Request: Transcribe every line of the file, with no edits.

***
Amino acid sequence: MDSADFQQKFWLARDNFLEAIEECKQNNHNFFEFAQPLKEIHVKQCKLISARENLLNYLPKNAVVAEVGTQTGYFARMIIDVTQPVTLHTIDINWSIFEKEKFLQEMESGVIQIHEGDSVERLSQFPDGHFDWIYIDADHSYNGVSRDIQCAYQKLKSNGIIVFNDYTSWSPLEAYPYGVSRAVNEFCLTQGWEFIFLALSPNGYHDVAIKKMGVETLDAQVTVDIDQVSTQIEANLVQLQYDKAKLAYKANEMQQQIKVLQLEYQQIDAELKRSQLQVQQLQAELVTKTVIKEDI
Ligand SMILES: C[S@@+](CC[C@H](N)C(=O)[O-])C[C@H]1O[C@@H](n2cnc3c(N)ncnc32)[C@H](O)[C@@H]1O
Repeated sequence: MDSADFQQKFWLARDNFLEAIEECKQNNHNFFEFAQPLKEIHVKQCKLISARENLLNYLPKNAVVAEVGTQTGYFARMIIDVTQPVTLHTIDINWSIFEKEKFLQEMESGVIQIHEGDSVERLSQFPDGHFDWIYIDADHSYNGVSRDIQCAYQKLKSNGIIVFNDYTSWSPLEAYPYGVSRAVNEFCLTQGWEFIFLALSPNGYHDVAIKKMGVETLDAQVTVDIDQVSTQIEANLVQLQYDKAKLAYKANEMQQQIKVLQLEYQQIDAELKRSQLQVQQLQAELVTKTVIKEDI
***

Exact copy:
Amino acid sequence: MDSADFQQKFWLARDNFLEAIEECKQNNHNFFEFAQPLKEIHVKQCKLISARENLLNYLPKNAVVAEVGTQTGYFARMIIDVTQPVTLHTIDINWSIFEKEKFLQEMESGVIQIHEGDSVERLSQFPDGHFDWIYIDADHSYNGVSRDIQCAYQKLKSNGIIVFNDYTSWSPLEAYPYGVSRAVNEFCLTQGWEFIFLALSPNGYHDVAIKKMGVETLDAQVTVDIDQVSTQIEANLVQLQYDKAKLAYKANEMQQQIKVLQLEYQQIDAELKRSQLQVQQLQAELVTKTVIKEDI
Ligand SMILES: C[S@@+](CC[C@H](N)C(=O)[O-])C[C@H]1O[C@@H](n2cnc3c(N)ncnc32)[C@H](O)[C@@H]1O
Repeated sequence: MDSADFQQKFWLARDNFLEAIEECKQNNHNFFEFAQPLKEIHVKQCKLISARENLLNYLPKNAVVAEVGTQTGYFARMIIDVTQPVTLHTIDINWSIFEKEKFLQEMESGVIQIHEGDSVERLSQFPDGHFDWIYIDADHSYNGVSRDIQCAYQKLKSNGIIVFNDYTSWSPLEAYPYGVSRAVNEFCLTQGWEFIFLALSPNGYHDVAIKKMGVETLDAQVTVDIDQVSTQIEANLVQLQYDKAKLAYKANEMQQQIKVLQLEYQQIDAELKRSQLQVQQLQAELVTKTVIKEDI